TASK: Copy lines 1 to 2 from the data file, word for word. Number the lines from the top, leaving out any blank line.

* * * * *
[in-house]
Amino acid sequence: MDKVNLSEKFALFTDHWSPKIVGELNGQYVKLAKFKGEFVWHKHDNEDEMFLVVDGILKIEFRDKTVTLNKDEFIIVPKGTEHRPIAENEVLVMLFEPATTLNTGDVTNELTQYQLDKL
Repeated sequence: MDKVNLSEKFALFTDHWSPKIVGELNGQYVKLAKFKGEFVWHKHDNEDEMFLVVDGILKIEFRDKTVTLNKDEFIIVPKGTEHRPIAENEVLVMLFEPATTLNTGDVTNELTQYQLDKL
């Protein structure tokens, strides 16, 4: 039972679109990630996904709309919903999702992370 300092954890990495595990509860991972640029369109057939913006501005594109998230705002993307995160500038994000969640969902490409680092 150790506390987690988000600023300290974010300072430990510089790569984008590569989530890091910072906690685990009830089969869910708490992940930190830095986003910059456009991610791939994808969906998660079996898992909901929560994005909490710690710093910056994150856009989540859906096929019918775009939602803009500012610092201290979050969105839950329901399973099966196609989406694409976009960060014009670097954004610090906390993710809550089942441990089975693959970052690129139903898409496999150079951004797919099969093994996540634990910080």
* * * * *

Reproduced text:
[in-house]
Amino acid sequence: MDKVNLSEKFALFTDHWSPKIVGELNGQYVKLAKFKGEFVWHKHDNEDEMFLVVDGILKIEFRDKTVTLNKDEFIIVPKGTEHRPIAENEVLVMLFEPATTLNTGDVTNELTQYQLDKL